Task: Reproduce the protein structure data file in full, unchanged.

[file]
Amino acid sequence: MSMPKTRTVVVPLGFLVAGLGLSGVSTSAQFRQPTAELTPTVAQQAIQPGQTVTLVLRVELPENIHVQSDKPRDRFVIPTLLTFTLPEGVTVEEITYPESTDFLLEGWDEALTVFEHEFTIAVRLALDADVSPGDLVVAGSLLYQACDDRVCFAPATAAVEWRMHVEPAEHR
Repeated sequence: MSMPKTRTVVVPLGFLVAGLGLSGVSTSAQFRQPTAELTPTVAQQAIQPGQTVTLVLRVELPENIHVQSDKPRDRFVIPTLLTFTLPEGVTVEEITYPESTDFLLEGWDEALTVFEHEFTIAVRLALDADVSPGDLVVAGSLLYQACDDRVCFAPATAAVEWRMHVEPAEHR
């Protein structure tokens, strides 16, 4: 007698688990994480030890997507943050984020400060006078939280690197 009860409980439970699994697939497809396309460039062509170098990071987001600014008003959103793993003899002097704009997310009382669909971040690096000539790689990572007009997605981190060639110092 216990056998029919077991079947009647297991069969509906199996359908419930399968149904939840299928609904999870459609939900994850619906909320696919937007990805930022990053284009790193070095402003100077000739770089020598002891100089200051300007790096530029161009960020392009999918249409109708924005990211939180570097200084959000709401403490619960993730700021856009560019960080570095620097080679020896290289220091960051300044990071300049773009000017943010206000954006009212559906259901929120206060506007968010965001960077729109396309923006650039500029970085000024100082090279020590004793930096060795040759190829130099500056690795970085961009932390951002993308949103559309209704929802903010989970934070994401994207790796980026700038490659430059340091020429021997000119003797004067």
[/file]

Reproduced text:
Amino acid sequence: MSMPKTRTVVVPLGFLVAGLGLSGVSTSAQFRQPTAELTPTVAQQAIQPGQTVTLVLRVELPENIHVQSDKPRDRFVIPTLLTFTLPEGVTVEEITYPESTDFLLEGWDEALTVFEHEFTIAVRLALDADVSPGDLVVAGSLLYQACDDRVCFAPATAAVEWRMHVEPAEHR
Repeated sequence: MSMPKTRTVVVPLGFLVAGLGLSGVSTSAQFRQPTAELTPTVAQQAIQPGQTVTLVLRVELPENIHVQSDKPRDRFVIPTLLTFTLPEGVTVEEITYPESTDFLLEGWDEALTVFEHEFTIAVRLALDADVSPGDLVVAGSLLYQACDDRVCFAPATAAVEWRMHVEPAEHR
């Protein structure tokens, strides 16, 4: 007698688990994480030890997507943050984020400060006078939280690197 009860409980439970699994697939497809396309460039062509170098990071987001600014008003959103793993003899002097704009997310009382669909971040690096000539790689990572007009997605981190060639110092 216990056998029919077991079947009647297991069969509906199996359908419930399968149904939840299928609904999870459609939900994850619906909320696919937007990805930022990053284009790193070095402003100077000739770089020598002891100089200051300007790096530029161009960020392009999918249409109708924005990211939180570097200084959000709401403490619960993730700021856009560019960080570095620097080679020896290289220091960051300044990071300049773009000017943010206000954006009212559906259901929120206060506007968010965001960077729109396309923006650039500029970085000024100082090279020590004793930096060795040759190829130099500056690795970085961009932390951002993308949103559309209704929802903010989970934070994401994207790796980026700038490659430059340091020429021997000119003797004067």